I wonder if you might have given us too much information to digest all at once. You could possibly forget about the Malcorianism meeting (because I have no clue what that is going to be about and you won't get back there until after Alphi deals with Megna). Much the same with the Pinoe. It isn't in the immediate action so you could describe it later.

    I like the interaction with Megna. Here you introduce the racial tension between the Pures and the Greys, and Alphi is forced to show her position.

    I'm a bit confused about whether the Alphas are a type of mer-person, or another social group like the Pures. Mainly because you say all of the Alphas swam to the Pinoe, and yet Alphi, Megna and all the mothers remained.

    I'd have like to know also why Alphi didn't race off like the rest of them.

    There is a solid premise here, but I'd recommend you really think about what we need to know at the outset to understand their world.

    I hope this helps, and best of luck!

  2. Ooops,
    I made a comment but forgot to prove i wasn't a robot (or couldn't prove it) so here is a quick redo...

    I understand quickly that the setting is a very colorful underwater paradise, so I got overwhelmed by colors real fast. Maybe take out a few colors and add description of the feel of the coral or the sound of the legs attached together to break it up a bit. The class/race conflict is very clear and looks large for what is to come, so good job on that. I also was a bit confused. BY the alpha and alphi mentions in the beginning.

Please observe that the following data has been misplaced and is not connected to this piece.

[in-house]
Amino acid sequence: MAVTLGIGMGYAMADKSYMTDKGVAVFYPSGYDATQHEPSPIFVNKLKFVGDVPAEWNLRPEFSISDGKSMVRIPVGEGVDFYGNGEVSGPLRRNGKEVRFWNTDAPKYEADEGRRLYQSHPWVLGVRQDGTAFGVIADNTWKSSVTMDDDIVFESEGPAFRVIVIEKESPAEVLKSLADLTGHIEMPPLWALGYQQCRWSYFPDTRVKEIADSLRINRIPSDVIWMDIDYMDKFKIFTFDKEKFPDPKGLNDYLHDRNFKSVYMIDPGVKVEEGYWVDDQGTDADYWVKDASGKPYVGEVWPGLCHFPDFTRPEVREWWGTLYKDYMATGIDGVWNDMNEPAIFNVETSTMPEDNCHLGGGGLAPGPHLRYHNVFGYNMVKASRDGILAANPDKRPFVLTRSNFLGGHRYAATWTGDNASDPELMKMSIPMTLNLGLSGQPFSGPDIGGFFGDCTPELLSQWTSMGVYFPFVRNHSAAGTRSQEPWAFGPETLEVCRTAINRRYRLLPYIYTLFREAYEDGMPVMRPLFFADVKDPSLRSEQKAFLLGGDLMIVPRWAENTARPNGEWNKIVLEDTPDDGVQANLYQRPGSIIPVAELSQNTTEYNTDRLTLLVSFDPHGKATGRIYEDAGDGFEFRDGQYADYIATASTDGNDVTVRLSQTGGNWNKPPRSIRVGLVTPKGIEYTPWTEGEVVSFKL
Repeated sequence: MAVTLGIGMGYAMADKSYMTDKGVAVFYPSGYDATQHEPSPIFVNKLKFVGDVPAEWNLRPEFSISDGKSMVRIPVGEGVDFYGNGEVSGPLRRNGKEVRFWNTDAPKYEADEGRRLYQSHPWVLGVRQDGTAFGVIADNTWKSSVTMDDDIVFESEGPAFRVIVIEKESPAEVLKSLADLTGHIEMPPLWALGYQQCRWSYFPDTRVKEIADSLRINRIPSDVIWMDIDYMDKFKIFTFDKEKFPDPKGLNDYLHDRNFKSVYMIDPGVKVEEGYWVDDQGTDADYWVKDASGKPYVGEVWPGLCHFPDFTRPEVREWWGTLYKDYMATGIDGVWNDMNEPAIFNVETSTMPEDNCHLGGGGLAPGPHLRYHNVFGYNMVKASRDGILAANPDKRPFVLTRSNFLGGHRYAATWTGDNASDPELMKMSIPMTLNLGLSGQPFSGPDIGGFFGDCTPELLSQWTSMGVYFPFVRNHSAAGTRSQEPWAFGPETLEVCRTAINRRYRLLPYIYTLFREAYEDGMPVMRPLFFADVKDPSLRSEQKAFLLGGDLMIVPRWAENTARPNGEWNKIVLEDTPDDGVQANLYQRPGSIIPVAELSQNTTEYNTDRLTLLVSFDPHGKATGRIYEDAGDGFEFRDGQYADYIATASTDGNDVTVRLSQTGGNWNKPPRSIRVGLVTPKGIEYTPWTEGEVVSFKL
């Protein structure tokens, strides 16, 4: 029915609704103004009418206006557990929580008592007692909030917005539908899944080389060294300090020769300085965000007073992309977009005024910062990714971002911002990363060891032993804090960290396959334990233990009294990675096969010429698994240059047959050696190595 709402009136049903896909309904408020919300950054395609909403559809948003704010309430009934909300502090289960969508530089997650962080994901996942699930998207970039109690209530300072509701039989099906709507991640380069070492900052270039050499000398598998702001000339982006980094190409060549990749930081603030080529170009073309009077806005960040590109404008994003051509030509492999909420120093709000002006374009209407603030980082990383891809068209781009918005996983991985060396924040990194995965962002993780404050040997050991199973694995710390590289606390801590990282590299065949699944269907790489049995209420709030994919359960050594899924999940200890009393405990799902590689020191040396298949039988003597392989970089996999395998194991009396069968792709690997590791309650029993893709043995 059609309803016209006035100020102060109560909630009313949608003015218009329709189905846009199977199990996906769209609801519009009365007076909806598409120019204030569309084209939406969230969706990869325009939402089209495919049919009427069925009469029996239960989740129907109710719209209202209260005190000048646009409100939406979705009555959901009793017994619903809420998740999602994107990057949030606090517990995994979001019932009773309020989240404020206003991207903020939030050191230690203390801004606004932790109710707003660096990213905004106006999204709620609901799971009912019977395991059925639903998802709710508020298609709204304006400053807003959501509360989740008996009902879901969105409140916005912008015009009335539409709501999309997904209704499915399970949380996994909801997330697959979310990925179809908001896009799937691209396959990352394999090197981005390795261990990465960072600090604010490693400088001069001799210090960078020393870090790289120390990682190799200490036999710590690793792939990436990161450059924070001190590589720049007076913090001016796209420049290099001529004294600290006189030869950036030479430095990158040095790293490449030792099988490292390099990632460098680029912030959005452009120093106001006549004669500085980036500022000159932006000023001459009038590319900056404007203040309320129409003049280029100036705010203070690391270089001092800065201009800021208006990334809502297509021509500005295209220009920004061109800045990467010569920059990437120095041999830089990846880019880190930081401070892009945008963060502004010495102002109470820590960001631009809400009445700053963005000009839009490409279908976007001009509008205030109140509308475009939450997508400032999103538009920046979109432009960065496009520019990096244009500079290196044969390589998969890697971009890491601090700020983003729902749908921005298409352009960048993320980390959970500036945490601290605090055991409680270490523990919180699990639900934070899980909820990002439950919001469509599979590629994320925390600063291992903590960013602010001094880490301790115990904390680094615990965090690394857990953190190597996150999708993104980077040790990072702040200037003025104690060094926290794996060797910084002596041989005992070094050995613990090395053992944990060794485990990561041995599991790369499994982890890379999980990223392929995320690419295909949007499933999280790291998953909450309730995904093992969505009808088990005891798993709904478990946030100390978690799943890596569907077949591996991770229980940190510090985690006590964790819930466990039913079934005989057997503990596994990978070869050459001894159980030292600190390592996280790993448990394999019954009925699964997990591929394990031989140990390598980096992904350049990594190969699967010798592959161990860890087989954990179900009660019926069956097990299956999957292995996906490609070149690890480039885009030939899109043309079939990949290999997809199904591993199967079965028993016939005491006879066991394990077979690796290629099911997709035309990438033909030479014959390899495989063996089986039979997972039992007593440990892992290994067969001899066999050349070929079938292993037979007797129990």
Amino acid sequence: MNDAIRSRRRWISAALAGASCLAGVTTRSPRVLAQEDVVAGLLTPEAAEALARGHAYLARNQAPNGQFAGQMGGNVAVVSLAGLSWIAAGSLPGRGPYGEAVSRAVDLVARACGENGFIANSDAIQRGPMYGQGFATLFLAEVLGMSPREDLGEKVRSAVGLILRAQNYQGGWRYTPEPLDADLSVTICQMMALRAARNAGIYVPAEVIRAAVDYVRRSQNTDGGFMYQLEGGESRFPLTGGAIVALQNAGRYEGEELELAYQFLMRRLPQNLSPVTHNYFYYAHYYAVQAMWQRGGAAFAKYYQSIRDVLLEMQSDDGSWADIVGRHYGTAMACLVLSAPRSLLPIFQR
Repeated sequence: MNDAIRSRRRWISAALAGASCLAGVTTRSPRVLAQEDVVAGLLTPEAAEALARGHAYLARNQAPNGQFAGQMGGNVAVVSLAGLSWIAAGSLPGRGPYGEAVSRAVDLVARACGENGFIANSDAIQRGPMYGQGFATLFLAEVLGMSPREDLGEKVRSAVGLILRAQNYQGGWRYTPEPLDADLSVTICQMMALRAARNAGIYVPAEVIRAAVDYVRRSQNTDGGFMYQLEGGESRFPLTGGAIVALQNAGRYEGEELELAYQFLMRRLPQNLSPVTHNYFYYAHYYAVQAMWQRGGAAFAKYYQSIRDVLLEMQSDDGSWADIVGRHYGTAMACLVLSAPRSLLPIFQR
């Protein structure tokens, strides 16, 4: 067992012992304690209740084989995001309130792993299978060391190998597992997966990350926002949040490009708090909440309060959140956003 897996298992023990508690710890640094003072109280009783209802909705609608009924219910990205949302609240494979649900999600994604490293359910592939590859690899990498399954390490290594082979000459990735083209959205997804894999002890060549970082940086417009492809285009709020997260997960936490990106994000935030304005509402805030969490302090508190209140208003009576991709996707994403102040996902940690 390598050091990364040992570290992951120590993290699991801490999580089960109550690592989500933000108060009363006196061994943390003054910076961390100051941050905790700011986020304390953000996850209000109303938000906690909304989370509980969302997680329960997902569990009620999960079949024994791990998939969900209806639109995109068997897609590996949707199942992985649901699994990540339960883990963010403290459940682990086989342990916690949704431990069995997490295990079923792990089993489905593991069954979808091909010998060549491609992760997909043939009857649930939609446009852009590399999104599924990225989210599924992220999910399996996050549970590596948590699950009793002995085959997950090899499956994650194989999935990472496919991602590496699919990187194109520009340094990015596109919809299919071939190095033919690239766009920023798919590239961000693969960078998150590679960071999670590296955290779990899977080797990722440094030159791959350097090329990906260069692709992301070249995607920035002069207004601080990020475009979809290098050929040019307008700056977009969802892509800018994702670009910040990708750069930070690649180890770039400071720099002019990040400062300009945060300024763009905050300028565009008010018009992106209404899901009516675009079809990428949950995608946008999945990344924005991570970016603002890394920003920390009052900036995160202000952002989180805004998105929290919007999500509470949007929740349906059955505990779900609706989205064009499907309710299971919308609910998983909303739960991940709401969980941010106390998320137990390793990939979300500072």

Thanks for sharing

  3. I love the description here =). The encounter between Alphi and the mothers sets us up for possible problems later on and I like how she handles that encounter.

    One thing: I'd say "full height" instead of "tall height".

    Over all, though, I like how you've started this. It's well written and you've got a good knack for descriptions. Well done!

  4. Hi, and thanks for entering. Sorry it’s been a while – with a number of gig’s my band had to prepare for and no readily available internet I haven’t had a chance. It’s no excuse, but I’m still sorry. :)

    I love the imagery you’ve constructed here. It’s fascinating and rich – nice work.

    I found it a little awkward to have Alphi McClure lay instead of lay Alphi McClure. Also, should it be ‘the sun’s radiation HAD wiped it out’ ?

    I’m having a real hard time imagining this: "Malcorianism meeting!" one of the Alphas said. He tightened the thin membrane that attached his legs. They clamped together and he swam off, pumping his newly formed fin. If you want some mystery that’s fine; I’m just really confused. The next paragraph is the same. I didn’t realise McClure was an Alphi too – I thought alphis were little fish. I’d try and set up earlier that they are the same things so that it isn’t jarring when the connection comes.

    I wish I could offer more constructive advice but I’m too confused by the following paragraphs. One thing I can say is you are extremely skilled at showing instead of telling. Every sentence you have serves to build your world even more and I’m thoroughly intrigued by it. I’d say just try and pare some of the details back, and also give us a reason to empathise with your character so that we’re gagging to keep reading. Good job!

  5. This is my third attempt at posting this comment. I'm mad at this program, but it's likely operator error.
    Lucky for me there are no grammar correction for me to remember. My only advice is to ease up on the descriptions. They're really good...by themselves. The problem is you're world building at the same time and it's a bit much for readers to take it all at once.
    This is a very intriguing world you're building and I'd yank this book right off the shelf and read it!
    - Lisa